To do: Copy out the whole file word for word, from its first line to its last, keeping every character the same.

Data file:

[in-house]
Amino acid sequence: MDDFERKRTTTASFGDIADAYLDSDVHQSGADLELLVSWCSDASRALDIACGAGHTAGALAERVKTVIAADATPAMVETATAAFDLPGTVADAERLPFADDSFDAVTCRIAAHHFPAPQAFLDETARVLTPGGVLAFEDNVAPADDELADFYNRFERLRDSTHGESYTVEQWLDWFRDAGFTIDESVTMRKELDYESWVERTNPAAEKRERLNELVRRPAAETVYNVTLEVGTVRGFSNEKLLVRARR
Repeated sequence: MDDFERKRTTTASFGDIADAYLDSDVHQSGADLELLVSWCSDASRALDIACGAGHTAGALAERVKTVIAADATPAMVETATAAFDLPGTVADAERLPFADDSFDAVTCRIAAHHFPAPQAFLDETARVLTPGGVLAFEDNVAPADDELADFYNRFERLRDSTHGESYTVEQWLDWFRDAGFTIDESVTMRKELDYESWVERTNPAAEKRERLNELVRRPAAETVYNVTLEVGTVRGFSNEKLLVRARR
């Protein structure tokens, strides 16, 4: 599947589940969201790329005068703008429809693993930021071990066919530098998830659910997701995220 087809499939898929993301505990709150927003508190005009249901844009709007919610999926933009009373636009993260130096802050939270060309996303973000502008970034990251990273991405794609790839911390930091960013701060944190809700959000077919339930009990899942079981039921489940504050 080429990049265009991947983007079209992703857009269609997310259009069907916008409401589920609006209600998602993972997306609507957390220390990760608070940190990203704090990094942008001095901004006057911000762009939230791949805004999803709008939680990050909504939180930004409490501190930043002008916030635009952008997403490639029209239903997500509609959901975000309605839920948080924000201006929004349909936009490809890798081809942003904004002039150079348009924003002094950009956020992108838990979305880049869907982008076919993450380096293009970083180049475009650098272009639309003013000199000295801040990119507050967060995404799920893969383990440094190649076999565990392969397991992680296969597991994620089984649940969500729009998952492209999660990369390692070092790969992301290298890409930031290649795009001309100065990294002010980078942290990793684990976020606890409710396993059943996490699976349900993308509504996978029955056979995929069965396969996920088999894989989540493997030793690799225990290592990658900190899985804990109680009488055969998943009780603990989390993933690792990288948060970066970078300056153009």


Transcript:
[in-house]
Amino acid sequence: MDDFERKRTTTASFGDIADAYLDSDVHQSGADLELLVSWCSDASRALDIACGAGHTAGALAERVKTVIAADATPAMVETATAAFDLPGTVADAERLPFADDSFDAVTCRIAAHHFPAPQAFLDETARVLTPGGVLAFEDNVAPADDELADFYNRFERLRDSTHGESYTVEQWLDWFRDAGFTIDESVTMRKELDYESWVERTNPAAEKRERLNELVRRPAAETVYNVTLEVGTVRGFSNEKLLVRARR
Repeated sequence: MDDFERKRTTTASFGDIADAYLDSDVHQSGADLELLVSWCSDASRALDIACGAGHTAGALAERVKTVIAADATPAMVETATAAFDLPGTVADAERLPFADDSFDAVTCRIAAHHFPAPQAFLDETARVLTPGGVLAFEDNVAPADDELADFYNRFERLRDSTHGESYTVEQWLDWFRDAGFTIDESVTMRKELDYESWVERTNPAAEKRERLNELVRRPAAETVYNVTLEVGTVRGFSNEKLLVRARR
């Protein structure tokens, strides 16, 4: 599947589940969201790329005068703008429809693993930021071990066919530098998830659910997701995220 087809499939898929993301505990709150927003508190005009249901844009709007919610999926933009009373636009993260130096802050939270060309996303973000502008970034990251990273991405794609790839911390930091960013701060944190809700959000077919339930009990899942079981039921489940504050 080429990049265009991947983007079209992703857009269609997310259009069907916008409401589920609006209600998602993972997306609507957390220390990760608070940190990203704090990094942008001095901004006057911000762009939230791949805004999803709008939680990050909504939180930004409490501190930043002008916030635009952008997403490639029209239903997500509609959901975000309605839920948080924000201006929004349909936009490809890798081809942003904004002039150079348009924003002094950009956020992108838990979305880049869907982008076919993450380096293009970083180049475009650098272009639309003013000199000295801040990119507050967060995404799920893969383990440094190649076999565990392969397991992680296969597991994620089984649940969500729009998952492209999660990369390692070092790969992301290298890409930031290649795009001309100065990294002010980078942290990793684990976020606890409710396993059943996490699976349900993308509504996978029955056979995929069965396969996920088999894989989540493997030793690799225990290592990658900190899985804990109680009488055969998943009780603990989390993933690792990288948060970066970078300056153009």